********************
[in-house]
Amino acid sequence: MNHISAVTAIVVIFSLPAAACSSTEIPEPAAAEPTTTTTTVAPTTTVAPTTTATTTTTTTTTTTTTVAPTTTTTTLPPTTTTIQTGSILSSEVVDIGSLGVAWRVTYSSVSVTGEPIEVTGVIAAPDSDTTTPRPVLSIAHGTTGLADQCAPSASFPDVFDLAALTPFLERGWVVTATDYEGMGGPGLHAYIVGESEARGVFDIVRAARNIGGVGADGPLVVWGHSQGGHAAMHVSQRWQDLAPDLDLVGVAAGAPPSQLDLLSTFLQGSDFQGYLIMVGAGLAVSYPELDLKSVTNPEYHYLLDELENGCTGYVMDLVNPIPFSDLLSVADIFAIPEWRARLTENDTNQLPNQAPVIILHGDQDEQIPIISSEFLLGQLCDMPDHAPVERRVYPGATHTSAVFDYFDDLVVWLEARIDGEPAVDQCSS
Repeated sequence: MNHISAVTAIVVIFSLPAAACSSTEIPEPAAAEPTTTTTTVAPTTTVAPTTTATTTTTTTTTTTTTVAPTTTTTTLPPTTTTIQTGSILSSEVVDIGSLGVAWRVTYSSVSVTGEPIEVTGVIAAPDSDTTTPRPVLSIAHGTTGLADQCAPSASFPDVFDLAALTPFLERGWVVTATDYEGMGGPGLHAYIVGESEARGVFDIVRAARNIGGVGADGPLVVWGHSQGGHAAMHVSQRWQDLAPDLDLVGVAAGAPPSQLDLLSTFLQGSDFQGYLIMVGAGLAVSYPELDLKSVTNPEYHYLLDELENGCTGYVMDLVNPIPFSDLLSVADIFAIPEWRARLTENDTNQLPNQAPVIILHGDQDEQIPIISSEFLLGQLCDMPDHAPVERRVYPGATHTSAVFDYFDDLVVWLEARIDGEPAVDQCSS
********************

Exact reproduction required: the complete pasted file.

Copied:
[in-house]
Amino acid sequence: MNHISAVTAIVVIFSLPAAACSSTEIPEPAAAEPTTTTTTVAPTTTVAPTTTATTTTTTTTTTTTTVAPTTTTTTLPPTTTTIQTGSILSSEVVDIGSLGVAWRVTYSSVSVTGEPIEVTGVIAAPDSDTTTPRPVLSIAHGTTGLADQCAPSASFPDVFDLAALTPFLERGWVVTATDYEGMGGPGLHAYIVGESEARGVFDIVRAARNIGGVGADGPLVVWGHSQGGHAAMHVSQRWQDLAPDLDLVGVAAGAPPSQLDLLSTFLQGSDFQGYLIMVGAGLAVSYPELDLKSVTNPEYHYLLDELENGCTGYVMDLVNPIPFSDLLSVADIFAIPEWRARLTENDTNQLPNQAPVIILHGDQDEQIPIISSEFLLGQLCDMPDHAPVERRVYPGATHTSAVFDYFDDLVVWLEARIDGEPAVDQCSS
Repeated sequence: MNHISAVTAIVVIFSLPAAACSSTEIPEPAAAEPTTTTTTVAPTTTVAPTTTATTTTTTTTTTTTTVAPTTTTTTLPPTTTTIQTGSILSSEVVDIGSLGVAWRVTYSSVSVTGEPIEVTGVIAAPDSDTTTPRPVLSIAHGTTGLADQCAPSASFPDVFDLAALTPFLERGWVVTATDYEGMGGPGLHAYIVGESEARGVFDIVRAARNIGGVGADGPLVVWGHSQGGHAAMHVSQRWQDLAPDLDLVGVAAGAPPSQLDLLSTFLQGSDFQGYLIMVGAGLAVSYPELDLKSVTNPEYHYLLDELENGCTGYVMDLVNPIPFSDLLSVADIFAIPEWRARLTENDTNQLPNQAPVIILHGDQDEQIPIISSEFLLGQLCDMPDHAPVERRVYPGATHTSAVFDYFDDLVVWLEARIDGEPAVDQCSS